Marty's Garden, Late December 2022
The year is almost at an end, soon we welcome 2023. The gardening year has come to an end as well. Days are short, but they are sloooowly growing longer again. While many states have seen record snowfall in the last weeks, we haven’t had any yet. For this I am grateful as early snow tends to hang around forever. I can handle snow by January, and February, it goes with winter. Even snow in March and April is part of the Northeastern climate, but at least snow in April disappears quickly. By then there are plenty of early blooming shrubs and bulbs, which can handle snow without a problem, and you know better days are just around the corner.
For the first time EVER, I managed to make my Amaryllis rebloom. Just in time for a belated Thanksgiving dinner with friends it bloomed with four large flowers, and then a fifth one opened at few days later. By now I only have the last flower wide open, but I know I can make this bulb bloom again come next year. In the basement I have a second bulb that is just starting to grow its first leaf and with luck this one too will bloom sometime in January or February. Amaryllis is a long-lived bulb, but when they don’t rebloom and only grow leaves, the “fun’ of having them around for years grows old pretty fast. Now that I have unlocked the secret (3-4 months of dormancy before potting them up again) I will be looking forward to yearly blooms around the holidays. Yeah!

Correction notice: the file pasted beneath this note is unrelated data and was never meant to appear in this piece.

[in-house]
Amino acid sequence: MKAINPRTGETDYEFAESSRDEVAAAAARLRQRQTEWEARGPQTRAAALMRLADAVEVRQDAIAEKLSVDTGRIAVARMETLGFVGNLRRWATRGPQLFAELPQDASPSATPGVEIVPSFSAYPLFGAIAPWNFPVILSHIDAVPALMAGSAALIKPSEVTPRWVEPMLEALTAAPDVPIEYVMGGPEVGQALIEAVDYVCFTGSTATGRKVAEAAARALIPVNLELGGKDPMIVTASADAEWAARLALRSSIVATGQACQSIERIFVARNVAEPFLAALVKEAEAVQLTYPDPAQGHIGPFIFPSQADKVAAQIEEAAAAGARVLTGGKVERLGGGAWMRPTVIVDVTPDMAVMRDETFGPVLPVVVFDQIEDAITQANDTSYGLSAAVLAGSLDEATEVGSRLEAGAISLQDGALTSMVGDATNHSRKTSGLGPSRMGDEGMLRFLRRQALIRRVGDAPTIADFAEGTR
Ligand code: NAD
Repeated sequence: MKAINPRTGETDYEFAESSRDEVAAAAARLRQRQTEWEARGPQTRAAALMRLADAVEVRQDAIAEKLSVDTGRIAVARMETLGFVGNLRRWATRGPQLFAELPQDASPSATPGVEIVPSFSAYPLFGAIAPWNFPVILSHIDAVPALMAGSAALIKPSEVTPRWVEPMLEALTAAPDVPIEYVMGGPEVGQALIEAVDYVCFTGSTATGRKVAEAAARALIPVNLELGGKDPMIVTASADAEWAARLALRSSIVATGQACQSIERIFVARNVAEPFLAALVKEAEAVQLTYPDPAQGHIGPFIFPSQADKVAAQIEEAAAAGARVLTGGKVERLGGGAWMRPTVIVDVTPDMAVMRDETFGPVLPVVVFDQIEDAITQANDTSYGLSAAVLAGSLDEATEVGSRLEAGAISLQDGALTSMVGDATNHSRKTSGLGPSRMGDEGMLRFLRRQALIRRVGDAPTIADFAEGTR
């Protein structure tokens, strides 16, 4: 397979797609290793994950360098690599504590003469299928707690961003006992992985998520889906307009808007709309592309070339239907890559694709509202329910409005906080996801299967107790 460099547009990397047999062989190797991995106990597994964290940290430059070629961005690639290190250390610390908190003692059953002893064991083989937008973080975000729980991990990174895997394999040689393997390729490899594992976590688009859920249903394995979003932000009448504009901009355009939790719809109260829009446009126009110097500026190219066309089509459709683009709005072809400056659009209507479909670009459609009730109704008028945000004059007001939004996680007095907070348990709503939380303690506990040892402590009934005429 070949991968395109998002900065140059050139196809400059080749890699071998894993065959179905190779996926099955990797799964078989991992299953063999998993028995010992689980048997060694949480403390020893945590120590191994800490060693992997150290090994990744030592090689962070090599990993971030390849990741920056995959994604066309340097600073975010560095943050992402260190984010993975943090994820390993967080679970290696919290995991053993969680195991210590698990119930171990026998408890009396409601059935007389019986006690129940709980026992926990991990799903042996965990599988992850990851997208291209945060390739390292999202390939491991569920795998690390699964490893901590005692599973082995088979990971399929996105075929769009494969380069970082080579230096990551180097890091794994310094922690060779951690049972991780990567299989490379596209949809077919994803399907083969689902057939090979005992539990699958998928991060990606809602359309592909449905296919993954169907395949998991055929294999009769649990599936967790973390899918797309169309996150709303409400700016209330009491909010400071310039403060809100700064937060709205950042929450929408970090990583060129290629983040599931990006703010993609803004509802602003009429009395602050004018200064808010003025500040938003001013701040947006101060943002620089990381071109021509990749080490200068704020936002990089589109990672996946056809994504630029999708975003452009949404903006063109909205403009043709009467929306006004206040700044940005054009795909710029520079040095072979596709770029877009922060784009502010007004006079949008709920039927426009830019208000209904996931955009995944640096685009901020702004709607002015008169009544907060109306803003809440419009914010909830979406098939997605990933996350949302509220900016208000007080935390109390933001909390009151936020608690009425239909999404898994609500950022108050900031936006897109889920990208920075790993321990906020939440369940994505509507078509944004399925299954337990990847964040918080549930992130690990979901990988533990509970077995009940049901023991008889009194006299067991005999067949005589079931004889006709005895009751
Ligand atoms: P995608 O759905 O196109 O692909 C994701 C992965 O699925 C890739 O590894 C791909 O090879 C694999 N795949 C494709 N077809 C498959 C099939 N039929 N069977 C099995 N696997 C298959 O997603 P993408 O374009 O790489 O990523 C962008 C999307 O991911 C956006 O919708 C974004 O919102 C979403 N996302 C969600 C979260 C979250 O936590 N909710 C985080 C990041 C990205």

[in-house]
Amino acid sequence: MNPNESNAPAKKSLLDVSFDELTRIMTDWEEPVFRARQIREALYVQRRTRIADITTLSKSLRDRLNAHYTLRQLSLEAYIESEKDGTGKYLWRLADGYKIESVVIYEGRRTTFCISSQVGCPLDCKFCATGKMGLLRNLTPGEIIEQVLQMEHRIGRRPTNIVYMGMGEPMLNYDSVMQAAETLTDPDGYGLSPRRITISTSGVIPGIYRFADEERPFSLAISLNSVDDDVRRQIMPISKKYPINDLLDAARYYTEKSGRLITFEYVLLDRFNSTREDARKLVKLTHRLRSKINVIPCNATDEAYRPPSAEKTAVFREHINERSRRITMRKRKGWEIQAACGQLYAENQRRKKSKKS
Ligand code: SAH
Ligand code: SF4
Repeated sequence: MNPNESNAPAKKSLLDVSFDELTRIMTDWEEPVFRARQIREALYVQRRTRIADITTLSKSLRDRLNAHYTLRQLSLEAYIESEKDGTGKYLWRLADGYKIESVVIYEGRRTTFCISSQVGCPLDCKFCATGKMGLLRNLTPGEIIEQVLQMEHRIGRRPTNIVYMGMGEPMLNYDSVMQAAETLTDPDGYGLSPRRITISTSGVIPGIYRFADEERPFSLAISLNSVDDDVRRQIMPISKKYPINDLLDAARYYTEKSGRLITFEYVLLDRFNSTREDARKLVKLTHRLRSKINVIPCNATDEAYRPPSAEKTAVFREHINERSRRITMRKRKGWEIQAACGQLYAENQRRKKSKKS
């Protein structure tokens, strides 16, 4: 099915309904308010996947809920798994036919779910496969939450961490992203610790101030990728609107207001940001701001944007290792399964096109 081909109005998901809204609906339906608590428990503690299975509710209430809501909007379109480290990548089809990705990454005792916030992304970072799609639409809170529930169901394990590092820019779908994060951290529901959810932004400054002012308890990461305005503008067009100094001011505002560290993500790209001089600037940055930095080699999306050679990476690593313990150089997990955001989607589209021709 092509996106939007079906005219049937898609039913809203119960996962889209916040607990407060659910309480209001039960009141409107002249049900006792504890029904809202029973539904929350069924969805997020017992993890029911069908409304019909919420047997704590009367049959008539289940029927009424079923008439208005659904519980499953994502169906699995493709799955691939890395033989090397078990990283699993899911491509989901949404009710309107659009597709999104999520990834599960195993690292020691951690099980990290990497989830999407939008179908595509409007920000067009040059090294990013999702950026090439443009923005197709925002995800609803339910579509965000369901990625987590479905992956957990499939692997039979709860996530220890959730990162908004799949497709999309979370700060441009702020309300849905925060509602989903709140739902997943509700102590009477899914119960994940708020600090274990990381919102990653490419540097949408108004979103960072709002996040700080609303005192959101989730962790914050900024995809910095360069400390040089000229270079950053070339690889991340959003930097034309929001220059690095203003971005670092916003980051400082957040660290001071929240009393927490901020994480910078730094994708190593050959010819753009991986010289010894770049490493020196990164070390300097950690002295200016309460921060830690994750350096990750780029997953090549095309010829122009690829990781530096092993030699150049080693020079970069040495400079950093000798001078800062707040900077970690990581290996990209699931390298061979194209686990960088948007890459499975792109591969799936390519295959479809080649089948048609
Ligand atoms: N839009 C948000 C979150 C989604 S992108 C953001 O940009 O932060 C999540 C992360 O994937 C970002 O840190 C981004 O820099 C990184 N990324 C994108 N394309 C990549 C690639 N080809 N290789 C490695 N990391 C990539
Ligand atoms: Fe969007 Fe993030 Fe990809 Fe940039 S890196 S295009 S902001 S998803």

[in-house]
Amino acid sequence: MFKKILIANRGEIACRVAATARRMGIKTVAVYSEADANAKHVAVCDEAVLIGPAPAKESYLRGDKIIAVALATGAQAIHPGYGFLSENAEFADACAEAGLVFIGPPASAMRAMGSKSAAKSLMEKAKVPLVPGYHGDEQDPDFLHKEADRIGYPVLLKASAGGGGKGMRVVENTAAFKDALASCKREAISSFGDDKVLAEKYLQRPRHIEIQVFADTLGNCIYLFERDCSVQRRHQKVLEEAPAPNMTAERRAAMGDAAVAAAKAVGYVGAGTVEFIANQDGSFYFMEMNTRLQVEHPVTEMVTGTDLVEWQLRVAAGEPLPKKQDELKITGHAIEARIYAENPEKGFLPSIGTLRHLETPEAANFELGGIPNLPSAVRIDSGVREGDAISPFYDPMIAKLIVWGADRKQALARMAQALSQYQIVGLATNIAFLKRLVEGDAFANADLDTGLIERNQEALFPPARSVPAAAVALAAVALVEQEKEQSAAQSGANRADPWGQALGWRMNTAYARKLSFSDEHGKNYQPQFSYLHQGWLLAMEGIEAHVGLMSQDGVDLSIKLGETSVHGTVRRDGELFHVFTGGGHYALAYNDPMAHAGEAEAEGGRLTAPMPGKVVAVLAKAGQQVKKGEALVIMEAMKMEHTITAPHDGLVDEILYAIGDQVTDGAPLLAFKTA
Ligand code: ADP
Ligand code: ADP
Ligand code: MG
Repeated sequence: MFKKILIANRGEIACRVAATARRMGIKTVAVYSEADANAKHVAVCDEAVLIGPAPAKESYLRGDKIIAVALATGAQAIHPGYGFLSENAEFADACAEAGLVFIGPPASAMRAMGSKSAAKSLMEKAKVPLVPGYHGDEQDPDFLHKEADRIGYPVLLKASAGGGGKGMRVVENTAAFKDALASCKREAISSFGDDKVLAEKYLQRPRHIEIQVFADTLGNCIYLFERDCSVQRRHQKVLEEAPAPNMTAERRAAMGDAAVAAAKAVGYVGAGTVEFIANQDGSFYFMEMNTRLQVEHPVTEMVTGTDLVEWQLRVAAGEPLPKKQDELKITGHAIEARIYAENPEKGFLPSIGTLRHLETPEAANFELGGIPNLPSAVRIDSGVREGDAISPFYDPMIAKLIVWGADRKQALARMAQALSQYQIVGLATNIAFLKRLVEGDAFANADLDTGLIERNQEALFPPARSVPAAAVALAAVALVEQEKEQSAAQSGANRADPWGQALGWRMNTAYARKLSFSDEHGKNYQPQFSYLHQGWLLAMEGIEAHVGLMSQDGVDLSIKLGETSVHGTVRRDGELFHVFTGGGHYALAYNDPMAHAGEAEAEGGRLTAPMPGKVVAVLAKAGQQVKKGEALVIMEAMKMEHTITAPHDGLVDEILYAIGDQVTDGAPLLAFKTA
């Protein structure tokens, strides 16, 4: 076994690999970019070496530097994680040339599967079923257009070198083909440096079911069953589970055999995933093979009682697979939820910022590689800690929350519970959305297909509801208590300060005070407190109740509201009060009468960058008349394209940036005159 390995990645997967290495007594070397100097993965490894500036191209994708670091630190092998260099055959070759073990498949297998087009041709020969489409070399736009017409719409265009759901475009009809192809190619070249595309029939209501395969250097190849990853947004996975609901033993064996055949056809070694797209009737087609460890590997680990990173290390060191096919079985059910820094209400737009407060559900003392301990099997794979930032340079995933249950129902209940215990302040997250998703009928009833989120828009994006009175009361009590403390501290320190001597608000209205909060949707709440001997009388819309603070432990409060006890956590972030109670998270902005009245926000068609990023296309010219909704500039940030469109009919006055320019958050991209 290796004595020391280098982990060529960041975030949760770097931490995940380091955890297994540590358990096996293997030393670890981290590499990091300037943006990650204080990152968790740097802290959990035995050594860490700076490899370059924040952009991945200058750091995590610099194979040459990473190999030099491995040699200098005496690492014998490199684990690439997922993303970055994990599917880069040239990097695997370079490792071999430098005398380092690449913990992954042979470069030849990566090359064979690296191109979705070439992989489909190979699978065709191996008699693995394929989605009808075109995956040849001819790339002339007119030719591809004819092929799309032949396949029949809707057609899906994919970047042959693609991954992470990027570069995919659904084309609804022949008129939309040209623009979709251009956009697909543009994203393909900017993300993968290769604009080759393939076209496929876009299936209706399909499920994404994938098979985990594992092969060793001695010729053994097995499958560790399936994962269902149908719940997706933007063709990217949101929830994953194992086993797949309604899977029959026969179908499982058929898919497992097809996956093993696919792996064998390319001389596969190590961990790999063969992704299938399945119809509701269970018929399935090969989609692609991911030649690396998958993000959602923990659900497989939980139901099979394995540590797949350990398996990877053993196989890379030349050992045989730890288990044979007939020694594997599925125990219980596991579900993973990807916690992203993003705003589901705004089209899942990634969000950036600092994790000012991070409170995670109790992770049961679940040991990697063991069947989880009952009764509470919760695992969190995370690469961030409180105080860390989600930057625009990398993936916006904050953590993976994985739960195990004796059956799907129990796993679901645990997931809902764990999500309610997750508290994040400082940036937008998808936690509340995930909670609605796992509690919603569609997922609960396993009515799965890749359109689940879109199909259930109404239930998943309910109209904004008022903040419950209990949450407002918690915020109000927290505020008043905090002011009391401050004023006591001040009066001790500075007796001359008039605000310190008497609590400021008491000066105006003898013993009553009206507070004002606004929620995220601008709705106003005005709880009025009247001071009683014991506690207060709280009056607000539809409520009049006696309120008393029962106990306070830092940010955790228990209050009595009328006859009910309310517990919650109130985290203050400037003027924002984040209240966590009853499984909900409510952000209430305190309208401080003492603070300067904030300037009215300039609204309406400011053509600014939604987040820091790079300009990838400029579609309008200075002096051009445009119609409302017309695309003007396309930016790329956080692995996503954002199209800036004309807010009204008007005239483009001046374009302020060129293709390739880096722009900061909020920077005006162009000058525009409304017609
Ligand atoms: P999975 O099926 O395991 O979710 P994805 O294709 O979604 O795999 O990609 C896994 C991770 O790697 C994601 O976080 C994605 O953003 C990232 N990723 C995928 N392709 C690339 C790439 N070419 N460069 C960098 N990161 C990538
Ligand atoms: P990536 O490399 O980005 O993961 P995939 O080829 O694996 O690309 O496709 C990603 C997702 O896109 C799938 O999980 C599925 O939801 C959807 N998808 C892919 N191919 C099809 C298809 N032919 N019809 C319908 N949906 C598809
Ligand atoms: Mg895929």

Gardening this year, the Memorial Garden for my sister Truus came into its own. At the same time the sharpest edges of my grief were blunted by working in it and seeing it grow. Next year should be even better.
As I look forward to a new year, there is lots of promise in the garden. Foliage of spring bulbs can be seen all over the garden. In my mind’s eye I can see puddles of yellow daffodils and blue grape hyacinths where I now only have leaves. Witch hazels show thick buds, just like my magnolia. I know the witch hazels will bloom with abundance: they can handle just about anything nature throws at them. I will keep my fingers crossed for magnolia blooms rather than blasted buds due to a late frost (or even a not so late frost).
Houseplants brought indoors in fall are being cared for in the basement. I also dug up and relocated heuchera (‘Plum pudding’) which were in a sunny spot NOT to their liking. They are much happier now on the north side of the house. A tiny bit of root missed when repotting decided to grow where it fell. It looks good there so I will leave it alone. I had plenty of roots left over so I potted up 12 pots and put them under lights in the basement. They are doing well too, and next year I will find room for them in the garden.
I look forward to a new year, hoping for magnolia blooms. May your New Year be happy, healthy, and floriferous too!